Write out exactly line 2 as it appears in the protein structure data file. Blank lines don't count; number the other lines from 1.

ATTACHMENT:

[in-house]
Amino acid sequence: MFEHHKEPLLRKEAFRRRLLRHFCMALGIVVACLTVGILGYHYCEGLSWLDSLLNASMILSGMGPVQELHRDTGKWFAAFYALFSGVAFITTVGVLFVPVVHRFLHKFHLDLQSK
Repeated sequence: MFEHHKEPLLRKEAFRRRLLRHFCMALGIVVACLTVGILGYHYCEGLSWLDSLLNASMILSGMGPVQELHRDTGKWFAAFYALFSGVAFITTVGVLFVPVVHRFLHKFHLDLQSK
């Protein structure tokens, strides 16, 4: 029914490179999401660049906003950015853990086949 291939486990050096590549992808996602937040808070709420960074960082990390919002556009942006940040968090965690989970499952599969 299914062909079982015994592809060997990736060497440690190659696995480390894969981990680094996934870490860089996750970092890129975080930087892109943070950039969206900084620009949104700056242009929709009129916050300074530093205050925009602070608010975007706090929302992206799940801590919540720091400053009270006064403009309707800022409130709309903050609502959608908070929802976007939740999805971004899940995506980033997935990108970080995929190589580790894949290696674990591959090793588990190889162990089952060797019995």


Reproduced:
Amino acid sequence: MFEHHKEPLLRKEAFRRRLLRHFCMALGIVVACLTVGILGYHYCEGLSWLDSLLNASMILSGMGPVQELHRDTGKWFAAFYALFSGVAFITTVGVLFVPVVHRFLHKFHLDLQSK